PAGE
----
Hi, I'm Kim

Hi, I’m Kim Christensen, M.Om., Dipl.OM, L.Ac. I’m a licensed acupuncturist, herbalist, and owner of Constellation Acupuncture & Healing Arts in Minneapolis, Minnesota. Back before going to school and becoming a healthcare practitioner, Affairs of Living was my creative outlet while healing from chronic health issues. These days, I'm in a new phase of life, and this website is no longer updated.

Want to stay up to date? Check out my new website www.constellationacu.com.

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Unless otherwise noted, all recipes on this blog are free of gluten, peanuts, soy, corn, tomatoes, potatoes, shellfish, cane sugar, oranges, and yeast. Most recipes are also free of egg, dairy, and tree nuts (if used, reliable substitutions will be provided for these when possible). Check out my recipe index for a full list of recipes by category. 

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Coconut Black Bean Stew with Carrots and Yucca Root (gluten free, vegan)

I had a bunch of canned black beans, some leftover coconut milk, a chunk of yucca root I needed to use up, and some wilting parsley. Sounded like soup to me. It turned out really really tasty, and the flavors have a tropical twist. This soup is warm and hearty, perfect for a chilly day. It is quick to make and froze up well. If you want to make it a complete meal, add rice while cooking. Or, leave it out (just as delicious!) and serve with salad, your favorite bread, or spoon over rice later.

The one unusual ingredient in this recipe is yucca root, also known as cassava, yuca, manioc, mogo, or mandioca. Most people are familiar with yucca root and they don't even know it - it is the source of tapioca. And while we don't do much with it in the U.S., yucca is the third largest source of carbohydrates for human food in the whole world. It is eaten all over the Americas, Caribbean, Asia, and Africa. It is starchy and tasty, full of complex carbohydrates, and can be prepared a million ways. It is tasty roasted, boiled, or fried, it can be mashed or eaten in cubes. It makes a delicious substitute for potatoes. This stuff fills you up; a little goes a long way! Although it is pretty high on the glycemic index, it is incredibly low in sugar, and is rich in Vitamin C. A great little Cuban restaurant in Minneapolis, Victor's 1959 Cafe, serves yuca frita (fried chunks of parboiled yucca) with their breakfast, lunch, and dinner entrees. So good. So good. Again, so good. If you are in Minneapolis, go to Victor's, especially for breakfast. Important side note: if you are really sensitive to gluten cross-contamination, it is not a good choice for you, because the kitchen is very small. If you can handle it, I'd recommend checking out the menu and giving it a shot. They are very accomodating, have vegan black beans, hot rice, and lunch/dinner salads that go great with a side of yuca frita.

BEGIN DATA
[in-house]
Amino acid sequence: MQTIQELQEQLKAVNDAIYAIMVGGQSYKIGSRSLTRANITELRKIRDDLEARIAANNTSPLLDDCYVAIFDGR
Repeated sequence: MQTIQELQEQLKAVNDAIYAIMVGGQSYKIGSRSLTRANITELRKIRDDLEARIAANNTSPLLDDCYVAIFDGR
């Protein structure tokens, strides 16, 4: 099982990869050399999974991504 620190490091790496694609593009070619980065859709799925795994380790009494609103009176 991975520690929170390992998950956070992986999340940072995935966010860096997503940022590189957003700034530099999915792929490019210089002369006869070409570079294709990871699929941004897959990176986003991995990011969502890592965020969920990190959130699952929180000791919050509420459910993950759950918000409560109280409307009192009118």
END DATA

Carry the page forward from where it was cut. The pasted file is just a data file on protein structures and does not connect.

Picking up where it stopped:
Find yucca at Caribbean, Latin, African, or Asian markets, or at nicer grocery stores and co-ops. I've seen it before at Whole Foods. Try it out, you might like it!


  • 3 15-oz cans cooked black beans, drained and rinsed
  • 2 medium onions, diced
  • 2 cloves garlic, minced
  • 3 carrots, peeled and diced
  • 4-6 inch chunk yuca root, peeled and diced
  • 1 c light coconut milk
  • 1 bay leaf
  • 1/2 t cumin powder
  • 1/2 t coriander powder
  • 1/2 t turmeric powder
  • 1/2 c fresh chopped parsley and/or cilantro
  • 6-8 c water or stock
  • 1 T coconut oil
  • optional: 1/2 c long-grain brown rice, rinsed and soaked
  • salt and pepper to taste
Warm coconut oil in heavy bottom soup kettle or dutch oven over low-medium heat. Add onions, garlic, cumin, coriander, and turmeric, stir to coat, and cover to let sweat. Saute until translucent, 4-5 minutes.  Add rice (if using), diced carrot and yuca, stir, and saute an additional 4-5 minutes.  Cover with water, and add bay leaf. Bring to boil, then reduce heat and let simmer until rice, carrots and yuca are nearly soft.

Add rinsed black beans, coconut milk, fresh parsley, cilantro, and enough water/stock to cover all ingredients. Let simmer 10-15 minutes, or until flavors have mingled and everything is soft. Adjust seasonings, salt, and pepper to taste.  Remove bay leaf and serve warm.
Yield: 6 servings


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